Sharing my story at the Transitions Clinic Network digital storytelling workshop last spring was an awesome experience. I didn’t know what to expect when I was asked to participate. I was nervous, and yet I knew this was something I needed to do.
The Story Circle became serious very fast, and empathy was shown very quickly. We all were able to share parts of ourselves and trust that we had to bond and hold each other up, pull each other through, and then choose to become connected. I have met friends for life. Even if I don’t see my storytelling family daily, I know they are there. Yes, I did call them family, because they loved me through my sharing. They embraced me when I talked about my story and revealed parts of me that not even my own relatives know, and as I write this, I smile warmly because I feel really good about my storytelling family. This magnificent process brought me back to a time when I thought I was weak, yet I was strong and managed to endure. As I told my story, what seemed to be tears of sadness became gladness. I understood that if I had not gone through what I talked about in my story, I would not be sitting here today!
Can storytelling help scientists convey even complex and contentious topics like marine spatial planning?
In my experience, storytelling not only helps, it is essential if we want broader audiences to understand and support our work. Revealing something personal about why we do what we do can connect audiences with our messages and disarm adversaries.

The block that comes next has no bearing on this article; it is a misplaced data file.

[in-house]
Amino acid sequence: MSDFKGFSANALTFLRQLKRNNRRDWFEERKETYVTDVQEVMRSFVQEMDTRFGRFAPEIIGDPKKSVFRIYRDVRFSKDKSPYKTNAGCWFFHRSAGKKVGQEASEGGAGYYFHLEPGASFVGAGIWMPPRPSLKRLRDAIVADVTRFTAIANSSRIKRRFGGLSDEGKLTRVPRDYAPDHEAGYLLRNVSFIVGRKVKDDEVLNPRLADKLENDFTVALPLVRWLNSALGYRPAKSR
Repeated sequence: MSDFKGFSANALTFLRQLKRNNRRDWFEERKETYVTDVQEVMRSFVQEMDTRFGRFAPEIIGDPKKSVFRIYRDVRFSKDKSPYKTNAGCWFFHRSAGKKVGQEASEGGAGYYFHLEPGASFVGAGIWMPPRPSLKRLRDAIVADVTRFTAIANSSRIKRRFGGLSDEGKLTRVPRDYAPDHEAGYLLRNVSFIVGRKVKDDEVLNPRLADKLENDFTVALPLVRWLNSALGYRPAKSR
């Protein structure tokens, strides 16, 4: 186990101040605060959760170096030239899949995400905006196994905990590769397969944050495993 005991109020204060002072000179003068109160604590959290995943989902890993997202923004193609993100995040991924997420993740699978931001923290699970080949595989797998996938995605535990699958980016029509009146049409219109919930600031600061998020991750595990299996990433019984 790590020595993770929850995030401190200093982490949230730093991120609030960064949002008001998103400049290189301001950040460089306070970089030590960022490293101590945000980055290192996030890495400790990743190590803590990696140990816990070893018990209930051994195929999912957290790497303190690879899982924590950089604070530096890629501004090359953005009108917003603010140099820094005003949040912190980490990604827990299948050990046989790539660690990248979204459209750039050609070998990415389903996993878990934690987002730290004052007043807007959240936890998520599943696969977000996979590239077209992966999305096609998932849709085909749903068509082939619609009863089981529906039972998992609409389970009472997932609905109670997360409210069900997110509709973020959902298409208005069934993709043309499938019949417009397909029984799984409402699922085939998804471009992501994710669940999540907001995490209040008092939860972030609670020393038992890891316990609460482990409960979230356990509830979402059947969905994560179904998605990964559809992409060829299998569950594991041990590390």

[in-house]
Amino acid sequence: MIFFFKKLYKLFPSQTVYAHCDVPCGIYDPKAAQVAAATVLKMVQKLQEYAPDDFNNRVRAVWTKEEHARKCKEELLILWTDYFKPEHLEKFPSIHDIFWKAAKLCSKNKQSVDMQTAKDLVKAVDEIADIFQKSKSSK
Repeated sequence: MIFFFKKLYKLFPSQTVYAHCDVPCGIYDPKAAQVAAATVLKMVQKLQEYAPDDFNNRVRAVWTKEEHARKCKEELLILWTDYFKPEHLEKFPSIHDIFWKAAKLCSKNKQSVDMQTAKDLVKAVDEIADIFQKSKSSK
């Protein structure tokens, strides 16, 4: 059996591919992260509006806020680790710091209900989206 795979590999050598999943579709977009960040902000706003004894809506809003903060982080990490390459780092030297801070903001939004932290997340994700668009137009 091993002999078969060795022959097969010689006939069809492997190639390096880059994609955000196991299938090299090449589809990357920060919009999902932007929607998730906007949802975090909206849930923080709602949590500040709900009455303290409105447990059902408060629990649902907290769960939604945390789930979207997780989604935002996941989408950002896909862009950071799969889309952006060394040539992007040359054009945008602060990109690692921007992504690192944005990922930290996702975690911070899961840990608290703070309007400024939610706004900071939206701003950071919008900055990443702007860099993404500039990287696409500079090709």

Consider the field of marine spatial planning. Here, disconnects between scientists and audiences can be glaring.
My family’s history and active involvement in the Civil Rights movement began four generations ago in Selma, Alabama where my great-grandparents and their children tended cotton fields. As a child, I heard their intergenerational stories about sharecropping, Jim Crowism, and “Daddy King” around the dinner table. My grandmother, who recently turned 92, participated in the Bloody Sunday March with John Lewis and Dr. King. In the 1970s, when Shirley Chisholm ran for president, years before there was Hilary Clinton, my mother and Ms. Shirley took me with them to voter registration events every Saturday. I don’t think I knew what voting was, but I knew Dr. King had given up his life for my right to vote. I also knew that Dr. King and his fight for black civil rights would, in many ways, define me.